auction bidding

What’s Your Auction – Live Auction Bidding Strategy?

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Featured in Antique Trader Magazine

With Valentine’s Day upon us, I’m sure all you romantics are diligently surfing eBay for that perfect and rare gift for your sweetheart. Of course, the fun in surfing eBay isn’t just found in bidding. Winning is even more fun, provided that you don’t pay too much. Therein lies the danger in auction bidding: You can always win if you must. All you have to do is outbid the competition. But, winning doesn’t always mean paying a higher price. Outbidding the competition is as much about strategy as it is about price.

That being the case, what’s your auction bidding strategy? At live auctions, are you a “stealth” bidder, who bids with a wink, a nod or a surreptitious wave? Or do you bid aggressively, hoping to scare off the competition? What’s your online bidding style? Are you a sniper or a squatter? Do you bid online using the same style of bidding that you use at a live auction? When you offer your own online auctions, can you tell where your price will end up by the type of bidders you are attracting? Like most everything else in our taxpayer-funded search for the truth, academia has thoroughly researched these topics and we’re going to have a look at some of their results.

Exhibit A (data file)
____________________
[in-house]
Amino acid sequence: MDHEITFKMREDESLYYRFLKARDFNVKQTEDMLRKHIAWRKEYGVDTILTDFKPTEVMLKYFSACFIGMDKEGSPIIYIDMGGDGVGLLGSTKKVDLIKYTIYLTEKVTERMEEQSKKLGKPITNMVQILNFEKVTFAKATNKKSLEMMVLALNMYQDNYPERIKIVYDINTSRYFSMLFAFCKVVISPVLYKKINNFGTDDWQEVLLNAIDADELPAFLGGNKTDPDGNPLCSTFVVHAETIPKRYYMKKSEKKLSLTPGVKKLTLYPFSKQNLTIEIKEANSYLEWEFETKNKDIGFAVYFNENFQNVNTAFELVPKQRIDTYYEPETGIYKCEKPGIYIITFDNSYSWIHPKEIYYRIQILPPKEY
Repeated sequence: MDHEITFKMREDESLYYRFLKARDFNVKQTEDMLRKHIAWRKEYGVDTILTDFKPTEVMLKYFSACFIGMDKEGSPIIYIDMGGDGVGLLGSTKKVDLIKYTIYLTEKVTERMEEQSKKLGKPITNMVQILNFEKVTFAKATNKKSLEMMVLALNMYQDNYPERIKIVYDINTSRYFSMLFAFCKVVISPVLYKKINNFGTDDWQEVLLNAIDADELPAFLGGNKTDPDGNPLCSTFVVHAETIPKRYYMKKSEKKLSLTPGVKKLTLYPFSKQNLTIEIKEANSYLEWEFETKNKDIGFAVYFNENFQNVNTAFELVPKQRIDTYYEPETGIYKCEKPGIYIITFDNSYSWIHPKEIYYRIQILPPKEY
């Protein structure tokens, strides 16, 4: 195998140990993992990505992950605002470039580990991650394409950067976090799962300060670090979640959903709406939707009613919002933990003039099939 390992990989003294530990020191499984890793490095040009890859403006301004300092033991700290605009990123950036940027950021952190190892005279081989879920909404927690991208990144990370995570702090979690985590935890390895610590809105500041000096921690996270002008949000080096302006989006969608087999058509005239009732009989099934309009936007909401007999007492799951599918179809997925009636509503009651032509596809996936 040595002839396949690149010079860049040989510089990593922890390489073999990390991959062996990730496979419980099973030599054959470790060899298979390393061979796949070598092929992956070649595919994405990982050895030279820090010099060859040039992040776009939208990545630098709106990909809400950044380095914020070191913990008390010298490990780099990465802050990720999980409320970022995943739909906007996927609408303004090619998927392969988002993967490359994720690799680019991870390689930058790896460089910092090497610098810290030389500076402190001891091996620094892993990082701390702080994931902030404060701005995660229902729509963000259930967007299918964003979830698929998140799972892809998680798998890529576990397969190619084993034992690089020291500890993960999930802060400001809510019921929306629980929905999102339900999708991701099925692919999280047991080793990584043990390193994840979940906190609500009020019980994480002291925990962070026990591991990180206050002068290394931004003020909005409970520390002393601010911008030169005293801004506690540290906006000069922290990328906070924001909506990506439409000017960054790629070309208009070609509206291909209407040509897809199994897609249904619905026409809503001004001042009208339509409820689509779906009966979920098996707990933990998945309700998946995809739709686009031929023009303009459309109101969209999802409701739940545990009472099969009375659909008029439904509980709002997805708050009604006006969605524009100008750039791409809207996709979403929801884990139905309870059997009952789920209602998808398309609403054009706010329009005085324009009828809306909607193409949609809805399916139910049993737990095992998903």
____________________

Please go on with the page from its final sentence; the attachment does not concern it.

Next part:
A few years ago, Jeffrey Ely and Tanjim Hossain of Northwestern University conducted field tests on the popular bidding strategy of “sniping” to determine if it was an effective bidding tool. Their results were presented in the paper “Sniping and Squatting in Auction Markets.”

Having been on both sides of the gavel at live auctions, and both a buyer and seller on eBay, I’ve seen or used most of the techniques they discuss. Some of the techniques are effective, but some don’t apply to the antiques business. One thing is certain when it comes to auction bidding: Understanding bidding behavior can help buyers buy lower and sellers sell higher. So let’s dig in and see how we can become better bidders.

First, some definitions are in order.

For those unfamiliar with auction sniping, it’s the online auction equivalent of military sniping. It’s the S.W.A.T. team of auction bidding. When the winning bid in your auction comes from “out of nowhere,” you have been sniped. Bidders never know when a sniper electronically lurks in the background until, in the final few seconds of an auction, the sniper’s bid is automatically entered by sniping software. Other bidders simply can’t respond fast enough to get in a manual bid that tops the sniped bid. Providing that the sniped bid is the highest, it wins the auction suddenly and aggressively.

Sniping only works with online auctions that have a definite ending time (a “hard close”). In a live auction, the bidding goes on for as long as there are bids and until the auctioneer declares the item sold. Some online auction platforms (most notably Amazon) use a “soft close” and extend an auction’s closing time until several minutes have passed without a bid. You can’t snipe those auctions.